Are Latics a one half team?

Fitness

It reared its ugly head again. It is nothing new, but Latics fans had surely hoped that it had gone away. Unfortunately it is still there and it is something Uwe Rosler has met, not just at Wigan, but at Brentford before.

The pattern goes like this. Latics are sharp and competitive in the first half, playing better football than their opponents and deservedly going in front. In the second half it is a different scenario. Latics look lethargic. Playing hoof ball out of defence does not help because the opposition retain the ball and it seems a matter of time until they score.

It started during Owen Coyle’s reign last year. When Latics got tired in the second half we said they were not fit. What kind of training regime was Coyle running after all?

By the time the derby game with Bolton came around Latics had a new manager. It was Rosler’s first league match in charge. Latics got off to a storming start scoring two goals in the first half hour. But Bolton came back strongly in the second half, leveling the score. Callum McManaman then got a third for Latics, who hung on for victory.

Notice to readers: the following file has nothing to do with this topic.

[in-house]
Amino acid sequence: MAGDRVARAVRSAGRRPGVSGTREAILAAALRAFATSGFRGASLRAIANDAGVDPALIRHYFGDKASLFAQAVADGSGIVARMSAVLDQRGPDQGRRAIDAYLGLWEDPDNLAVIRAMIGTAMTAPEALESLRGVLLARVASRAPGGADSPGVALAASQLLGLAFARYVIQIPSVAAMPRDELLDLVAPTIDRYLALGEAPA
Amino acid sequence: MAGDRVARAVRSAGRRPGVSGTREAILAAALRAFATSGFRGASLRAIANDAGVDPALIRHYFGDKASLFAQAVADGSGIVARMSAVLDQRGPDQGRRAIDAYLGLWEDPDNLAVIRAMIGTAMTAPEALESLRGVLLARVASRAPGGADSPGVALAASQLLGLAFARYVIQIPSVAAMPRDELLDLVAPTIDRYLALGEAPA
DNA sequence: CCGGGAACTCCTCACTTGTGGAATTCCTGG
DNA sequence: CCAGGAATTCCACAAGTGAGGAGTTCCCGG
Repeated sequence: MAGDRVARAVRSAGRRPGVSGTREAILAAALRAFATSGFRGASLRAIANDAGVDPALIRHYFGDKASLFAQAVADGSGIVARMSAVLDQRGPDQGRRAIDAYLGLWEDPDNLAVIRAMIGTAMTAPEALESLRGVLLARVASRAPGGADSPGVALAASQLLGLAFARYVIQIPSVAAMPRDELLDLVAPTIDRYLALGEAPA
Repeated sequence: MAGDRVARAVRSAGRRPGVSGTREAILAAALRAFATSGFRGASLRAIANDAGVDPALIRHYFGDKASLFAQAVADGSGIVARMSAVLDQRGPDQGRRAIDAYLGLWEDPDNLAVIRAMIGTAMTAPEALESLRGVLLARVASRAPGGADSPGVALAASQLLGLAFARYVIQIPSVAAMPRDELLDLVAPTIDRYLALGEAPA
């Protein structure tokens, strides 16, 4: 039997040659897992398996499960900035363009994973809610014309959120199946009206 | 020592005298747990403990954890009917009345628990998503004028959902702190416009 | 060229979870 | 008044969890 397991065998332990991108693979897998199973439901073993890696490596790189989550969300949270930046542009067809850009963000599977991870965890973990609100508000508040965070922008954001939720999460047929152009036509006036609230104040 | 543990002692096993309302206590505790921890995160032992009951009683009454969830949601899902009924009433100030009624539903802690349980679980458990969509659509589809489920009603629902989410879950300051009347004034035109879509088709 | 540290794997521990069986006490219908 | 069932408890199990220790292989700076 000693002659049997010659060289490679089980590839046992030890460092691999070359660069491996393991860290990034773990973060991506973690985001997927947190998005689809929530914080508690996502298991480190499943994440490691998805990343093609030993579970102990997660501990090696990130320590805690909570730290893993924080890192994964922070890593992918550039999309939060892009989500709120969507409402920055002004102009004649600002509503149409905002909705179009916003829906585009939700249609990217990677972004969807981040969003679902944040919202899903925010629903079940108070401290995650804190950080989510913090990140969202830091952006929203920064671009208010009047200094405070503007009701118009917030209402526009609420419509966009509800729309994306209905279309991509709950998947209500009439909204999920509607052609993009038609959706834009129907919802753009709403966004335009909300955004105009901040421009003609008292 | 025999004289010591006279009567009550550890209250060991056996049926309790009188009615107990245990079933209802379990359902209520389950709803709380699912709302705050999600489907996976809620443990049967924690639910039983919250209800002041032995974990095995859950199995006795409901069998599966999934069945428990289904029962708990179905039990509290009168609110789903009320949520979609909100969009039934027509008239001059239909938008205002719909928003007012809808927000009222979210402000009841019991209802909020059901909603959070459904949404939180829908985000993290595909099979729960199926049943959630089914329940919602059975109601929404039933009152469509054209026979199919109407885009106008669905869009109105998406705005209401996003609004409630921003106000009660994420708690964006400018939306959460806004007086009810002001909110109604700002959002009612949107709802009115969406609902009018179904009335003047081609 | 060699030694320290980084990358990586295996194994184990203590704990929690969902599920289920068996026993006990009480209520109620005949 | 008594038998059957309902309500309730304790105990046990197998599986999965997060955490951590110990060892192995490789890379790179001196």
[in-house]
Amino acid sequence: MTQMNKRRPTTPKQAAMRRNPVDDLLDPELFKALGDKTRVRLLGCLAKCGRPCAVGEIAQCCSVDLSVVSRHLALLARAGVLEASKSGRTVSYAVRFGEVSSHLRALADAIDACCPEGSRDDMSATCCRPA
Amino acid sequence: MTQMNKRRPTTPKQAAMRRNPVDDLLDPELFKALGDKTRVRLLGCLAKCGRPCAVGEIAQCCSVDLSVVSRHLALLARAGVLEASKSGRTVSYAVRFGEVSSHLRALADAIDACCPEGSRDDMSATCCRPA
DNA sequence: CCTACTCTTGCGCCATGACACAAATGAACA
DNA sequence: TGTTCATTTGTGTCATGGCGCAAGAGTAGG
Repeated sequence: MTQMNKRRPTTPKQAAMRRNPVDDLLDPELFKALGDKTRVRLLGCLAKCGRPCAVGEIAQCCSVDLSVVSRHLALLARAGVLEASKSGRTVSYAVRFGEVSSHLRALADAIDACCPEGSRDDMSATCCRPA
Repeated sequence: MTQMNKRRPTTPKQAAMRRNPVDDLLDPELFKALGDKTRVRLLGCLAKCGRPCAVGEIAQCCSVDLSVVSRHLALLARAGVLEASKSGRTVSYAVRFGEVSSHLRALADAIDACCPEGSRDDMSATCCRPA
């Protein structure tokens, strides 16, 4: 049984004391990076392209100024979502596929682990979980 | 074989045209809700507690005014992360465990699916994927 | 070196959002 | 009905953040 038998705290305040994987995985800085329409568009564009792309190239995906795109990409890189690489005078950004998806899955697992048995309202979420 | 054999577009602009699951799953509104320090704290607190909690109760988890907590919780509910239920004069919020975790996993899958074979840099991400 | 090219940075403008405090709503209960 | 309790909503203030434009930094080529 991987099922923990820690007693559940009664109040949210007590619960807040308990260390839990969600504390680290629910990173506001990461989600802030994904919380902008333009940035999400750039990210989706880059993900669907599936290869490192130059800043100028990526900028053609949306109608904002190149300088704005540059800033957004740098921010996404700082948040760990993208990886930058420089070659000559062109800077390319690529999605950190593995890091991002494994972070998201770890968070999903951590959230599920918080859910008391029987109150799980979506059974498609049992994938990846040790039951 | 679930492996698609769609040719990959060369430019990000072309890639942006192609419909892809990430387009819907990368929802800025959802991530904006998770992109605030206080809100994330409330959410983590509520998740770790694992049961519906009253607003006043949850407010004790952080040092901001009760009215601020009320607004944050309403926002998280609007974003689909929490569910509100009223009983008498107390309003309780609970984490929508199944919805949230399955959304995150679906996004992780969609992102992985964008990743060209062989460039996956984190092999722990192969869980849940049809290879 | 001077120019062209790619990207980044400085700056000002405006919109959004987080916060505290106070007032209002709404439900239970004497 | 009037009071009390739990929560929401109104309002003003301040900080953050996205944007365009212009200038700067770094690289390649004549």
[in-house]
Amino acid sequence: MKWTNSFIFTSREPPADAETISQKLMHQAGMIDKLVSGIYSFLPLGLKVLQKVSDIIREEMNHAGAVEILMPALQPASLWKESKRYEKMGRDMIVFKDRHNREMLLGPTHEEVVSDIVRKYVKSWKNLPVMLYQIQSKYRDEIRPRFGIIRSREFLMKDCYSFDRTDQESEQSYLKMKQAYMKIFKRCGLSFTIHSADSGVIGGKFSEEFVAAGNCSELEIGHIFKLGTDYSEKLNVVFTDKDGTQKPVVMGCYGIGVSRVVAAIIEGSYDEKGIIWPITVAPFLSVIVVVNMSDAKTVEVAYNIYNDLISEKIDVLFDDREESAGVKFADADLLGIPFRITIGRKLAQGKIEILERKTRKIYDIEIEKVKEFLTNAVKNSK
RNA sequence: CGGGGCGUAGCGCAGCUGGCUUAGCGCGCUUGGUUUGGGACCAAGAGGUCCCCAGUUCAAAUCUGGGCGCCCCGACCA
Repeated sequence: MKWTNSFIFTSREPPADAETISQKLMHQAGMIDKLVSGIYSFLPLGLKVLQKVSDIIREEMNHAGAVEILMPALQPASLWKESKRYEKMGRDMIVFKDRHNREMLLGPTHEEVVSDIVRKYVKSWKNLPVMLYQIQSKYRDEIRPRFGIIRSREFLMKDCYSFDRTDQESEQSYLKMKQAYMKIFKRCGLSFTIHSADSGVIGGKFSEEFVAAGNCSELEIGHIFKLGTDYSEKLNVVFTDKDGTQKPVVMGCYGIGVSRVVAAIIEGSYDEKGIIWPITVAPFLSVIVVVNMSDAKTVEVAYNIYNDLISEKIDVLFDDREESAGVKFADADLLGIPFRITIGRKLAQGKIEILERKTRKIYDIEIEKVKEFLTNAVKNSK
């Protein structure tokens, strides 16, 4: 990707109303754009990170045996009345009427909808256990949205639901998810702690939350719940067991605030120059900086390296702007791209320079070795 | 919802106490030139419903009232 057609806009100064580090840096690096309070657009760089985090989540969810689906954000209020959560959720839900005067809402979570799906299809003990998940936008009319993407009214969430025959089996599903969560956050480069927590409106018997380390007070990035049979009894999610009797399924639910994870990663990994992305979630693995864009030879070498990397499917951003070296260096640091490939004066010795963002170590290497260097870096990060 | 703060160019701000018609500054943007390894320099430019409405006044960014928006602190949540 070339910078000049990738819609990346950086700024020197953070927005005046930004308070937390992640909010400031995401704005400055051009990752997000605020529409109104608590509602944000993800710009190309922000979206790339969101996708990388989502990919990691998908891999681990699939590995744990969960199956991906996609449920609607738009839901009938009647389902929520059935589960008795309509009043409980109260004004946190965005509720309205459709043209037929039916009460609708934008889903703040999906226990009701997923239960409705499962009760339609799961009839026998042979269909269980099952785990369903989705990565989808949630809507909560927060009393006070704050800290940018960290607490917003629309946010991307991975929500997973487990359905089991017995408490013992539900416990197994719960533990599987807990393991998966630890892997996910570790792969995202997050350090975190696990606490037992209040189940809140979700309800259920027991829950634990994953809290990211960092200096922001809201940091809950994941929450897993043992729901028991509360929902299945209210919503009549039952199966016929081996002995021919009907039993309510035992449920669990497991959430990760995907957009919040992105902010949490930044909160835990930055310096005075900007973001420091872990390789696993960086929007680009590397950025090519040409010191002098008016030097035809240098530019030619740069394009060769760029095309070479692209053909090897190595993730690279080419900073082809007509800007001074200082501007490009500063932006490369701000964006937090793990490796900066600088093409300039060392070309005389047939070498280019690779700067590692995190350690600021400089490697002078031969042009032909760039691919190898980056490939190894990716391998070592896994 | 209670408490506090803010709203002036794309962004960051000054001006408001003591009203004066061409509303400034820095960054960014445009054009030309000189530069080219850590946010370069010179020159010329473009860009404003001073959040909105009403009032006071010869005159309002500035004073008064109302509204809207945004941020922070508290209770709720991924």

After the match fans accepted that the players were just not up to the level of fitness that Rosler sought. It was clearly Coyle’s fault and we would have to wait until next season to see the players get the kind of fitness level Rosler required for his high pressing, high tempo football.

That same pattern recurred frequently in the games that were to follow during the second half of last season. Many times Latics hung in there, backs to the wall, holding on defensively to their lead. Even the best of teams will go on to the defensive after taking a lead, inviting the opposition to push forward and leave holes at the back that can be exploited. But Rosler’s Latics have rarely looked comfortable in such a situation. Rather than calmly organize themselves back in their own half, ready to launch counterattacks they are prone to simply hoof the ball away.